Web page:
It is great to be at CFI and let me add my own tribute to the Conservative Friends of Israel. What you do in terms of taking people to see Israel for themselves is absolutely invaluable. Seeing is believing, I will never forget the impression it made on me when you see the landscape turn from desert to fertile pasture, when you see the record of that country in turning poverty into prosperity, when you see the creativity, the energy, the dynamism and yes, the democracy.
And as Michael said, you also get such a strong impression of the problems of security that Israel faces. I will never forget being taken to the Lebanese border and knowing just how precarious Israel’s security is. It is an impression that has stayed with me and that I will never forget.
Now looking around this room I can see hundreds of friends of the Conservative Party. And there is one in particular I want to single out. We are here at this lunch in honour of David Lewis, and it is an honour truly deserved.
Einstein once said it was better to be a man of value than a man of success, but David has achieved both. We see the success in his phenomenal business achievements and we see the value, too, in The Lewis Family Charitable Trust, as well as his generous support for Conservative candidates – many of whom are sitting here as MPs today. There is so much this party and this country has to thank him for.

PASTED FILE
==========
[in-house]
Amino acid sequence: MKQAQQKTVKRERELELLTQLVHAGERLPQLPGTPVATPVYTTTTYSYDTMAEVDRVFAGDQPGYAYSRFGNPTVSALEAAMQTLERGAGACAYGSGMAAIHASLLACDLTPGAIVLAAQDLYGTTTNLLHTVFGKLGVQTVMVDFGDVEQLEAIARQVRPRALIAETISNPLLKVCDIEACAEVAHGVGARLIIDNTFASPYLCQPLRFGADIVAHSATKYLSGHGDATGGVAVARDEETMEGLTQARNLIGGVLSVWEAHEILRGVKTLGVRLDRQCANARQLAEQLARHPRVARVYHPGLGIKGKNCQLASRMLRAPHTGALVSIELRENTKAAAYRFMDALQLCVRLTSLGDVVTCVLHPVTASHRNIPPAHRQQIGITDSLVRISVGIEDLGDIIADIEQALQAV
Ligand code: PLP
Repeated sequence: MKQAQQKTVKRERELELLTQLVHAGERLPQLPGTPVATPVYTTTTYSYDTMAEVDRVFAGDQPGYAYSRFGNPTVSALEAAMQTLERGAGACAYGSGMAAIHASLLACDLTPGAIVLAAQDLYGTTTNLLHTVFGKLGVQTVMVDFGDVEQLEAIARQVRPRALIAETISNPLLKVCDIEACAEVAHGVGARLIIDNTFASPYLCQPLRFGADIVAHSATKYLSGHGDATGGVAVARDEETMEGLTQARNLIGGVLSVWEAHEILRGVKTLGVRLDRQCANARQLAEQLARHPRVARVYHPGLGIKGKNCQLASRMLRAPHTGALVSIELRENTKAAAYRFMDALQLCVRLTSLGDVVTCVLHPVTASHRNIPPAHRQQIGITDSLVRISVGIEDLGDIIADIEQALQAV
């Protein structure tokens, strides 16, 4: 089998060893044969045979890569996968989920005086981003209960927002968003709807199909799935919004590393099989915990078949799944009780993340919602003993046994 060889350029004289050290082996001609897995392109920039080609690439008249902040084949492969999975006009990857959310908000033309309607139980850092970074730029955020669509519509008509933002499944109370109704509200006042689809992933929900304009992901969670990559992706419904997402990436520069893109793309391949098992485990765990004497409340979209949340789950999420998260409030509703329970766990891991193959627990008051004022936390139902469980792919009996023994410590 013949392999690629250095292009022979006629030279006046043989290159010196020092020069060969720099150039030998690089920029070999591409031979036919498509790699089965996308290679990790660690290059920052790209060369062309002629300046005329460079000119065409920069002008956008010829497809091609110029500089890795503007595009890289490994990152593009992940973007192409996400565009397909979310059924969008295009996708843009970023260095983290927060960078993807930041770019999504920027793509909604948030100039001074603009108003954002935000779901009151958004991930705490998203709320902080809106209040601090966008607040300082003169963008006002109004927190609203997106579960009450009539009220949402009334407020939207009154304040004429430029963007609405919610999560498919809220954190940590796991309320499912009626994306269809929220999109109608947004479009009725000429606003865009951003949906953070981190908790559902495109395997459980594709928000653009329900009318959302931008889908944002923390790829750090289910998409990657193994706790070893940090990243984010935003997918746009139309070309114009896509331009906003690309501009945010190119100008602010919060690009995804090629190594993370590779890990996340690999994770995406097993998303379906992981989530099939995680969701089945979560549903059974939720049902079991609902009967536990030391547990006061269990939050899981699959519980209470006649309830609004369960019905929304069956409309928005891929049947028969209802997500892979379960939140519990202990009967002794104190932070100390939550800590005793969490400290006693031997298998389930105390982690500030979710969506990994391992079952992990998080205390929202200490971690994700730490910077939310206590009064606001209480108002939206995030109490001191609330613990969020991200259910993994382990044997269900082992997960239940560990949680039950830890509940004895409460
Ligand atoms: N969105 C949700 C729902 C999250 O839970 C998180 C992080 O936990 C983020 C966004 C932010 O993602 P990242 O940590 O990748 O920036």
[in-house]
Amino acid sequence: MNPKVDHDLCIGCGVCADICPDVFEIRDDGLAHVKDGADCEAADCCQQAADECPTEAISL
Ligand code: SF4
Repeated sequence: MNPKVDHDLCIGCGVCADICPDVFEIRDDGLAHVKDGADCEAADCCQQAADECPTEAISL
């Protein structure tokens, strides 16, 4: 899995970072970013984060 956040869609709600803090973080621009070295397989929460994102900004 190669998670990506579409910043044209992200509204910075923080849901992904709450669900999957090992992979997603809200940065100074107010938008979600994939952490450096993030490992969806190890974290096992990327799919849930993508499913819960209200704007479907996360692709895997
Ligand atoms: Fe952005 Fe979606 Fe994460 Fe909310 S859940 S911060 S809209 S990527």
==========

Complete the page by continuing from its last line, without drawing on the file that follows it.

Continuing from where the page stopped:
But more than anything else, I want to commend David Lewis, the war hero. As a teenager he navigated a Lancaster bomber in the 75 New Zealand Squadron. He and his colleagues played a crucial role in freeing Europe from tyranny – facing the most extraordinary danger.
I’m told that one night when David was flying over Germany with his navigation equipment all but destroyed, he had to find his way home by looking out of the window. That was just one chapter in a life of extraordinary achievement. So now it gives me great pleasure to present David with this picture of a Lancaster bomber – and thank him for all he has done.
Today I want to talk to you about friendship. I want to argue that being a friend of Israel means three things.
It means solidarity – sticking up for Israel. It means honesty – being frank with Israel. And it means respect – learning from Israel. Let me take each in turn.
First of all, friendship is about solidarity.